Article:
J.R. Lorenzo Peñuelas1, J.I. Navarro Guzman1, M.J. Abellan Hervas1, M.C. Payares Herrera2, M. Saldaña Valderas3, C. Castro Yuste1, F.J. Fernandez-Trujillo Nuñez1, C. Carnicer Fuentes1, L.J. Moreno Corral1

1Universidad de Cadiz (SPAIN)
2Hospital Universitario Puerta de Hierro (Servicio Madrileño de Salud) (SPAIN)
3Hospital Universitario de Puerto Real (Servicio Andaluz de Salud) (SPAIN)
The development of information technologies (IT) applied to the learning process in Higher Education points toward a “revolution” in teaching, by enhancing learners’ interactions with others (collaborative learning), allowing learning to be individualized, and transforming the role of the instructor. However, this revolution has sharpened disputes between innovation and tradition like never before.

There is some evidence that blended learning could be more efficient than the traditional classroom model: students achieved similar grades and showed higher levels of satisfaction with this kind of approach (Garrison and Hanuka, 2004). The success depended on the effective integration of both procedures (online and face to face methodologies) and entails a reorganization of the teaching and learning dynamics. It is not just applying technology to a course's content or simply a matter of “delivering old content in a new medium”.

What makes blended learning particularly effective is its ability to facilitate a community of inquiry. Community provides the stabilizing, cohesive influence that balances open communication and limitless access to information on Internet. Learning Communities also provide the condition for free and open dialogue, critical debate, negotiation and agreement. Blended learning has the capabilities to facilitate these conditions and adds an important reflective element with multiple forms of communication to satisfy specific learning requirements. Students who work through experience and their own findings learn more efficiently and are more motivated to learn.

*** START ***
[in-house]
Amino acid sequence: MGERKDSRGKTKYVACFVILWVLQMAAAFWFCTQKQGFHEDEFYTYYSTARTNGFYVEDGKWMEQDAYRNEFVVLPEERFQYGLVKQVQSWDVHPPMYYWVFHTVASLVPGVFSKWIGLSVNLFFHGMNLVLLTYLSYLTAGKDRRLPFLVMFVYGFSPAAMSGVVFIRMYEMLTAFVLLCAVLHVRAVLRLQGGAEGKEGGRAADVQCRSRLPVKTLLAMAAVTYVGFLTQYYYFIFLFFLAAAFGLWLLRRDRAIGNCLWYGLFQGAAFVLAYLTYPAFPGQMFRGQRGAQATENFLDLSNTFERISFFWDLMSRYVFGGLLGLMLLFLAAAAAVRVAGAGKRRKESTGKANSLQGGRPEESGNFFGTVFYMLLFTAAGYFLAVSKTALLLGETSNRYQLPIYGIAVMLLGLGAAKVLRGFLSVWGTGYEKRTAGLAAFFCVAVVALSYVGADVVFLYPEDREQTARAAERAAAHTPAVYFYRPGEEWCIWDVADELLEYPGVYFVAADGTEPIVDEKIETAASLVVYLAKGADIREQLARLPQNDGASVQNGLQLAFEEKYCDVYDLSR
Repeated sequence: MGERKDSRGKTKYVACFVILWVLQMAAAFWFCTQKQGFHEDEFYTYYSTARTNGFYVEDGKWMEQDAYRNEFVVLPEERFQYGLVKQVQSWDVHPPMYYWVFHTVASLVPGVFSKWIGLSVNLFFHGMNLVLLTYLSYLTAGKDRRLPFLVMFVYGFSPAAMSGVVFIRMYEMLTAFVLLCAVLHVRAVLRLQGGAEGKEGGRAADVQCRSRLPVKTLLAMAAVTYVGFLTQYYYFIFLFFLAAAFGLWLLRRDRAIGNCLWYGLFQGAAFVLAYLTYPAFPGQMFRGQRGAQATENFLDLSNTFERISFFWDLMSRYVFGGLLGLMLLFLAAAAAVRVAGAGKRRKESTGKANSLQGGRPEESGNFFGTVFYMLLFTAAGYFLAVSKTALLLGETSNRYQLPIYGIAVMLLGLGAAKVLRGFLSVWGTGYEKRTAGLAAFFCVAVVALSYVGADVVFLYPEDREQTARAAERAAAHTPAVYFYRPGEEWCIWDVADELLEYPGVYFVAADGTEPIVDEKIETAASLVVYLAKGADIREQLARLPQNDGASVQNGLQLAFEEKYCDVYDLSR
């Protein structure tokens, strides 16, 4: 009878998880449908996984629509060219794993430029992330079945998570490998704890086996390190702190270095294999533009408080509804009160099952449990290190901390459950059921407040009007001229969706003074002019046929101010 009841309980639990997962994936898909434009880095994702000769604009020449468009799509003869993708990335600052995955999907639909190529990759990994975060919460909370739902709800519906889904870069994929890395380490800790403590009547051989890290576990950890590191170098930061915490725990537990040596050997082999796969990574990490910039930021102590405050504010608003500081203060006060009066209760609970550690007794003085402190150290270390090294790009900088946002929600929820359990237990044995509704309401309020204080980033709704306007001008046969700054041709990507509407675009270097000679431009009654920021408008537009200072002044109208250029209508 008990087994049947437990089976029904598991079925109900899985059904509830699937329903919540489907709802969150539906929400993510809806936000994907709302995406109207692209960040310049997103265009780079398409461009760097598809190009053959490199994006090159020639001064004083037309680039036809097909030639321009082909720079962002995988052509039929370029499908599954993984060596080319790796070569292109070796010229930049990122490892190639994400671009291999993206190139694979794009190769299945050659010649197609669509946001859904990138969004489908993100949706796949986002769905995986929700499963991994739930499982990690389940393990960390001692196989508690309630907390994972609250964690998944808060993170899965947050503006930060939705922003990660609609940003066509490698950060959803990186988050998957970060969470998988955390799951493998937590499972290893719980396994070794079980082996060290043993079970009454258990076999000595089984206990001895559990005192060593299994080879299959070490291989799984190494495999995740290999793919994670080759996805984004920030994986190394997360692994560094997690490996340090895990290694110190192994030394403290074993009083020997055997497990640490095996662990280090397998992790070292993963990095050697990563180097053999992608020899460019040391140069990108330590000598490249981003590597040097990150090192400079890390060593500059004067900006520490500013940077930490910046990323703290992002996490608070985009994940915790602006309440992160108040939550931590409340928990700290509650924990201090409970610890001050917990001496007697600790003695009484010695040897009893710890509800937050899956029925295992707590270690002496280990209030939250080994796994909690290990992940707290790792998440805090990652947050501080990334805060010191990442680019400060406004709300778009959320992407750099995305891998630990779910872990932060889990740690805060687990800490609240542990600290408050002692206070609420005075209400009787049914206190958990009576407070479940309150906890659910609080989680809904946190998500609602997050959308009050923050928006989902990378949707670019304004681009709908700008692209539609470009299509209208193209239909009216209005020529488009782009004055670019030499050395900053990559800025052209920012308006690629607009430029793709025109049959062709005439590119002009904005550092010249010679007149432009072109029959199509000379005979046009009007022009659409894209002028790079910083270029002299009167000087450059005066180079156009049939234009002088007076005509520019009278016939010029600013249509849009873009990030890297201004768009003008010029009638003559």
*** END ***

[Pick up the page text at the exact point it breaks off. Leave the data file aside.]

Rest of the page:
In this study, a collaborative learning strategy for teaching the Pharmacology course through e-learning in the Nursing School curricula was designed. The design adds competence-based organization and learning based outcomes to our teaching assignment at the University of Cadiz (UCA). The learning experience considers long-term group assignments, in-classroom activities and “anytime-anywhere learning experiences” using the UCA’s virtual campus. We attempted to get information from students and colleagues in order to analyze the learning experience for both usefulness to and implementation in other Health Sciences courses or areas.

To assess the quality of the teaching-learning process and the perception of achievement of the proposed learning outcomes, we designed a questionnaire to be filled out voluntarily. The questionnaire considers the following areas of student assessment: motivation, expectations, knowledge acquisition usefulness, required effort, facilitation of self-learning, quality of teaching materials, content relevance, value for self-assessment, skills, adaptation to the EHEA and satisfaction. Expert opinion has been also considered through surveys and personal interviews of experienced professors from several knowledge areas who are involved in learning innovation. A set of open and closed questions with similar topics was asked to the experts in order to achieve a critical evaluation.

Both students and experienced professors considered this experience satisfactory. We believe that this instructive environment is useful to make both individual and continued evaluation, because student are more involved in their own learning both as an individual and as a member of the study team.